Not terribly long ago, do-it-yourself projects were the province of shade-tree mechanics and people who kept wood lathes in their garages. They dealt with grease and iron, wood and wiring, and left anything biological to the experts.
But today, body-modifying grinders implant jury-rigged biotech via the kitchen cutting board. Elsewhere, basement biohackers collaborate to build a better biological mousetrap, while volunteers teach basic genomics in community biotech spaces. Little by little, small pockets of enterprising people are working to make the long-promised post-human, cyborg, genomic future a reality.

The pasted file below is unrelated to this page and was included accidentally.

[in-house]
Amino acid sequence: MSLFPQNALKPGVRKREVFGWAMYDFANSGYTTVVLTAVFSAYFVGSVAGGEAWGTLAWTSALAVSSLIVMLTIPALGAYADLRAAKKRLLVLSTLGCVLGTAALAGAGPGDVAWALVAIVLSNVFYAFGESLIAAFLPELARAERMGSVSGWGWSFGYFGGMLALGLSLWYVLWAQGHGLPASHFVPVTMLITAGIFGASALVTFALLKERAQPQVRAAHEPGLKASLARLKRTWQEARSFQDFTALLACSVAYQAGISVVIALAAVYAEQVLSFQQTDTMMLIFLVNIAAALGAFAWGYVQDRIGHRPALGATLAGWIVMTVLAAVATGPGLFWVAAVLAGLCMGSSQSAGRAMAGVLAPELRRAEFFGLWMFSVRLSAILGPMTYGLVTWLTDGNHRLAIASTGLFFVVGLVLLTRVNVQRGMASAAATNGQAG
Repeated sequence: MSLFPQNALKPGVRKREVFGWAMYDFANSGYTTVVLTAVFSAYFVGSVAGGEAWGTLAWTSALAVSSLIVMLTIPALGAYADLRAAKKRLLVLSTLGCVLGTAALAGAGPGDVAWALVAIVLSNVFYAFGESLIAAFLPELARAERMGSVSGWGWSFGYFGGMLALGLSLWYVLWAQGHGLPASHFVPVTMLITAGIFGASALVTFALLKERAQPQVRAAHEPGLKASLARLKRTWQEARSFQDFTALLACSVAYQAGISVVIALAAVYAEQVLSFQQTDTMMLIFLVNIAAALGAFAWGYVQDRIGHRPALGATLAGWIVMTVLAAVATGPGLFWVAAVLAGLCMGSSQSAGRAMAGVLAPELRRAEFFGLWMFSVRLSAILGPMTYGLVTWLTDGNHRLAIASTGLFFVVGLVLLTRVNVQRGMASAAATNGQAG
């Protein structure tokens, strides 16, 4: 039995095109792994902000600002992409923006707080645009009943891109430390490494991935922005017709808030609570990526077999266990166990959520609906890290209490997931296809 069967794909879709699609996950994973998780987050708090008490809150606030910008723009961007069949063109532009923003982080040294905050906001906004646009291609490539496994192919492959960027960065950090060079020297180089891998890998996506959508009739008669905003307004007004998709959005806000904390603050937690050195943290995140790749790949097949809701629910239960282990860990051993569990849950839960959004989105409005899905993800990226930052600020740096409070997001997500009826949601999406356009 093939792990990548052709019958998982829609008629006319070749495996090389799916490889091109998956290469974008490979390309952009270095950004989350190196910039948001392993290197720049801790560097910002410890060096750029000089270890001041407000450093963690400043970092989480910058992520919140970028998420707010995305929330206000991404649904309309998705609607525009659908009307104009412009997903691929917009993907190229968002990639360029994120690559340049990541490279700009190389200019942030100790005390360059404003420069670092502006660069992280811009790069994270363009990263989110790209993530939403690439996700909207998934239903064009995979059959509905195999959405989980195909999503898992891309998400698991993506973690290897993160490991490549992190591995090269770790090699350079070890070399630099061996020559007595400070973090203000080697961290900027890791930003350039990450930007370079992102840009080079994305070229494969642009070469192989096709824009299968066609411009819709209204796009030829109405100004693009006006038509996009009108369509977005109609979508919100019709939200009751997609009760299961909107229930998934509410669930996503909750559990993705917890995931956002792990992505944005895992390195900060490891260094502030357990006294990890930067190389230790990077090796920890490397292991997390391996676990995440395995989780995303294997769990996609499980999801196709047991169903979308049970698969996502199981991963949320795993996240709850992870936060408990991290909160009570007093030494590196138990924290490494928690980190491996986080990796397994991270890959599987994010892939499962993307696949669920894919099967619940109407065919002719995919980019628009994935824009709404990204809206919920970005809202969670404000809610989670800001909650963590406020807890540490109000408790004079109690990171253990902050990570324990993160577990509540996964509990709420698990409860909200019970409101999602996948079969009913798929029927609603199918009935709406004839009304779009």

Would you want to live in a world that looks like a Pandora knockoff, or blares like the wall decorations of a stoner crash pad? What if you couldn’t turn it off?
Such were the questions raised when a Kickstarter campaign launched to “create real glowing plants in a do-it-yourself biolab in California.” At first, observers merely wondered if the technology could work. But as time passed, their questions moved on to more troubling concerns regarding the unregulated spreading of genetically modified seeds…